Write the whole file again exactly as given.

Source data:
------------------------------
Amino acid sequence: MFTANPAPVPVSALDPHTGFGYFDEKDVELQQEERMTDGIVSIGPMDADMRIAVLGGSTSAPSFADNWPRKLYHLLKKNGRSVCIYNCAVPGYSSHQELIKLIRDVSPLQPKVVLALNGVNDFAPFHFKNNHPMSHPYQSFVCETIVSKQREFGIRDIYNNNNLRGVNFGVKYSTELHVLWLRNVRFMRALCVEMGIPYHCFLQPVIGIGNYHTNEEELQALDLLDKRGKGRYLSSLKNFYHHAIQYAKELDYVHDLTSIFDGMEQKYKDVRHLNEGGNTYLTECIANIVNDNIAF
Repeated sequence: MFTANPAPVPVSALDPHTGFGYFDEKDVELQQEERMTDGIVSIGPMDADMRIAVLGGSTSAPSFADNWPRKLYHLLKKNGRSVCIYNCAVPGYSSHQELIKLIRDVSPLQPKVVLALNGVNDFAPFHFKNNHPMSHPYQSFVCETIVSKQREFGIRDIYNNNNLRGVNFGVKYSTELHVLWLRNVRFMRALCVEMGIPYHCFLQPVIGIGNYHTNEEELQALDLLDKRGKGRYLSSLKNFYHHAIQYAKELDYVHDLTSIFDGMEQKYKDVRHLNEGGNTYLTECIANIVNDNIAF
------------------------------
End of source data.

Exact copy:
Amino acid sequence: MFTANPAPVPVSALDPHTGFGYFDEKDVELQQEERMTDGIVSIGPMDADMRIAVLGGSTSAPSFADNWPRKLYHLLKKNGRSVCIYNCAVPGYSSHQELIKLIRDVSPLQPKVVLALNGVNDFAPFHFKNNHPMSHPYQSFVCETIVSKQREFGIRDIYNNNNLRGVNFGVKYSTELHVLWLRNVRFMRALCVEMGIPYHCFLQPVIGIGNYHTNEEELQALDLLDKRGKGRYLSSLKNFYHHAIQYAKELDYVHDLTSIFDGMEQKYKDVRHLNEGGNTYLTECIANIVNDNIAF
Repeated sequence: MFTANPAPVPVSALDPHTGFGYFDEKDVELQQEERMTDGIVSIGPMDADMRIAVLGGSTSAPSFADNWPRKLYHLLKKNGRSVCIYNCAVPGYSSHQELIKLIRDVSPLQPKVVLALNGVNDFAPFHFKNNHPMSHPYQSFVCETIVSKQREFGIRDIYNNNNLRGVNFGVKYSTELHVLWLRNVRFMRALCVEMGIPYHCFLQPVIGIGNYHTNEEELQALDLLDKRGKGRYLSSLKNFYHHAIQYAKELDYVHDLTSIFDGMEQKYKDVRHLNEGGNTYLTECIANIVNDNIAF